The “Lucky Guy”

Two clients in one week came in that were very similar. They had the same job, made the same money, had the same assets and wanted the same thing, to buy a home. Everything about their credit was identical. They utilized the same amount of money from credit cards each month which was the amount available to them and they both paid in full every month so they wouldn’t be charged interest.

Joe pays his credit card off on the 18th, Julie pays her credit card on the 20th. Joe has a 740 fico and Julie has 659. WHY? Because of one date.

Each creditor showing on your credit report updates the credit agencies once a month, usually about a week before the bill arrives in your mail. Whatever the balance is the day they report is the balance shown on the credit report. In this particular case, the creditor reported every month on the 19th. Joe pays his card on the 18th so the credit report shows non-risky credit utilization. The creditor reports Julie is using all of her available credit. She looks like a high risk and the score drops. Julie doesn’t realize the balance reported by that creditor is a third of what makes up her credit score. Joe and Julie apply for the same job but Joe gets it because of his credit score is higher. Joe ends up being Julie’s boss making 25k more a year. With Joe and Julie’s income and credit scores, Joe can afford a home for 300k. Julie can afford a home for 200k. Unfortunately, her credit scores caused a couple credit cards to increase the rate and now she just can’t seem to get them paid down. Home values increase by 10% that year so Joe’s home is now worth 330k and Julie’s home is worth 220k. After year two, they see another 10% increase in appreciation and now Joe’s home is worth 363k and Julie’s house is worth 244k.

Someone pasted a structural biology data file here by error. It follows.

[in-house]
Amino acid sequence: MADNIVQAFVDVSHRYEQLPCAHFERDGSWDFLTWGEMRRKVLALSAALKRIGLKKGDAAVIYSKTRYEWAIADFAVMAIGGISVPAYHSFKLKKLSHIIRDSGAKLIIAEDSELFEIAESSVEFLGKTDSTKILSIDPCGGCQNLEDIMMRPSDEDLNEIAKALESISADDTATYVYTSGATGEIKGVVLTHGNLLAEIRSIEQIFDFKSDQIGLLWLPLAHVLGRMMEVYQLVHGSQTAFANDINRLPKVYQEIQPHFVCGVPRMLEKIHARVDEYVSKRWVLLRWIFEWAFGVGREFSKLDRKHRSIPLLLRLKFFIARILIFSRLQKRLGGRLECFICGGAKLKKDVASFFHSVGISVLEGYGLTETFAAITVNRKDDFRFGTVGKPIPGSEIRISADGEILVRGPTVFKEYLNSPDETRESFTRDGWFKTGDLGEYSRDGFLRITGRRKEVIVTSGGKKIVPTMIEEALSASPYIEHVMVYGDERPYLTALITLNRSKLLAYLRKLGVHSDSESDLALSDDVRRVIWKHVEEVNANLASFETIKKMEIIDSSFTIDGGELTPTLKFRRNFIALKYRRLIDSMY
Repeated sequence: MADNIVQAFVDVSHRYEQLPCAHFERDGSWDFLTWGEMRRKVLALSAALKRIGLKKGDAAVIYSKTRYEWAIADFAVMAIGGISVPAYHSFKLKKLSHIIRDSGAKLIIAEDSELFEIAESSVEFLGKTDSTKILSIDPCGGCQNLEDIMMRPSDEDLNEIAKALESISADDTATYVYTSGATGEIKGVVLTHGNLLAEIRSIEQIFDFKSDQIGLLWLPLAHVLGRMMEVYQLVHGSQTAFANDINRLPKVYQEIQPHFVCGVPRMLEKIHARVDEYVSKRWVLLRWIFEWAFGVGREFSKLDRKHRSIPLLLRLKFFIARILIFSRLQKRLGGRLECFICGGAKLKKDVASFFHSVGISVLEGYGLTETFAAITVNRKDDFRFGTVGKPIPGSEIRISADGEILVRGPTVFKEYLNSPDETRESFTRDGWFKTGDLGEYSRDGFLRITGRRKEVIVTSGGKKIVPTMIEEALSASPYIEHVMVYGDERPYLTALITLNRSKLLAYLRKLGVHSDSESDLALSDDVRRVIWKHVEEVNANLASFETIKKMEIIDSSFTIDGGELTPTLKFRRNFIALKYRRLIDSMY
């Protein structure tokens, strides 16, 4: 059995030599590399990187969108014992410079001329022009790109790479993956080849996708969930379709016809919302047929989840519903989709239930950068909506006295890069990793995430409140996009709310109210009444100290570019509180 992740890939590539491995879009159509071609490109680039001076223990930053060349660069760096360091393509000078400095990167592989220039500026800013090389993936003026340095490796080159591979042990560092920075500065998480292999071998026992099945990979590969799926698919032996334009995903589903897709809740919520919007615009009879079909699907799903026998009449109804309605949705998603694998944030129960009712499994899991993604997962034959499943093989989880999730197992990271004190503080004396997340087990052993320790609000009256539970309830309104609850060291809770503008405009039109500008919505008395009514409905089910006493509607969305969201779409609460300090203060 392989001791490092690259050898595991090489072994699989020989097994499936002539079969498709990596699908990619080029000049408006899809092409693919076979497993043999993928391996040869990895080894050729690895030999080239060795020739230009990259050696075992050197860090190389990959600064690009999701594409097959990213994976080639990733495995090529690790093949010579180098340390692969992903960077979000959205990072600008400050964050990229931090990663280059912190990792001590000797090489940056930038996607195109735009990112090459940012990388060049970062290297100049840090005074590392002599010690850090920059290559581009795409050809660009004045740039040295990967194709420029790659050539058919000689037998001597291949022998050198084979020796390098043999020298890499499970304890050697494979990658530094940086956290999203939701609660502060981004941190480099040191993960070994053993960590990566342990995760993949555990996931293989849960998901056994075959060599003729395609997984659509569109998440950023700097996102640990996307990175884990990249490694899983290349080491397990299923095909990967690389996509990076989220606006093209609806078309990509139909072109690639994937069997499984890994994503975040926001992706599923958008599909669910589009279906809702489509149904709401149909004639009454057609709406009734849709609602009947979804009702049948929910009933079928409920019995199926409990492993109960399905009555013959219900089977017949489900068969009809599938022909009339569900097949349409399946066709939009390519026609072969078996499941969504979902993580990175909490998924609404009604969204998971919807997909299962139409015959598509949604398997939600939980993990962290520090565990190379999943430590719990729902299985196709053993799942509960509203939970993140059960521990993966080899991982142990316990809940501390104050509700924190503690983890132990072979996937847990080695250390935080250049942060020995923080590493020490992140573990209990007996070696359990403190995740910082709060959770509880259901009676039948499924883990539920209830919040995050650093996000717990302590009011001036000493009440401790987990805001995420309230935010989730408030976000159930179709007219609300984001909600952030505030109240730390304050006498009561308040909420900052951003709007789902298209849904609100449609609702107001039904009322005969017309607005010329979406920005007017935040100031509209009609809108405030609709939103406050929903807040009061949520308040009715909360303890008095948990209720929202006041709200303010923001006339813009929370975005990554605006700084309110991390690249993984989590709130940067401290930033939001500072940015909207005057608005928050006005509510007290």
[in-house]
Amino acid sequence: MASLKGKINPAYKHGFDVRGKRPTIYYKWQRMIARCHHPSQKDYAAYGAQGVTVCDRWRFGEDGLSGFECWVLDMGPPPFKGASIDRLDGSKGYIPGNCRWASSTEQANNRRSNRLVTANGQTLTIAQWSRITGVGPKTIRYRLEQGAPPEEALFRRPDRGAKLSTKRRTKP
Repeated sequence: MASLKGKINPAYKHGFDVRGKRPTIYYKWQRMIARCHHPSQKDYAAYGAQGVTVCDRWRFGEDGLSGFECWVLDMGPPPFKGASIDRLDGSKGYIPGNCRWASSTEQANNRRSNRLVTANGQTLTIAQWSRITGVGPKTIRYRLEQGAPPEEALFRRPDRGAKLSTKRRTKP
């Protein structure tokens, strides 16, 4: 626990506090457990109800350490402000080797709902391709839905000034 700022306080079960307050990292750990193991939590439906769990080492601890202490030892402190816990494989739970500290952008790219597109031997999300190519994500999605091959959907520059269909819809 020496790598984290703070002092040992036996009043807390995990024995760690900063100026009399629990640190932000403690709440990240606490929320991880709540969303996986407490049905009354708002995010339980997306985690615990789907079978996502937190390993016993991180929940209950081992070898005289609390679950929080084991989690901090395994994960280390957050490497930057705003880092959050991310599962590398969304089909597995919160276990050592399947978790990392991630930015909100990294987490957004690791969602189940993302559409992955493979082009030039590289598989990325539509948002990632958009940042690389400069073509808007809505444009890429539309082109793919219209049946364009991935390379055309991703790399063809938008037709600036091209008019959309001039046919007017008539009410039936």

Due to the high cost she is paying in home and auto insurance because of her credit score, she can’t afford to save so she borrows money for a car and because of her low credit score, her interest and payment are very high. Boy, how did Joe get so lucky? He went to and pulled his credit report and looked at the date the creditor last reported and then went to his calendar and added a recurring alarm to pay his bill off the day before. That one little financial discipline will save Joe hundreds, if not thousands in interest over his lifetime and help him to build a strong financial legacy.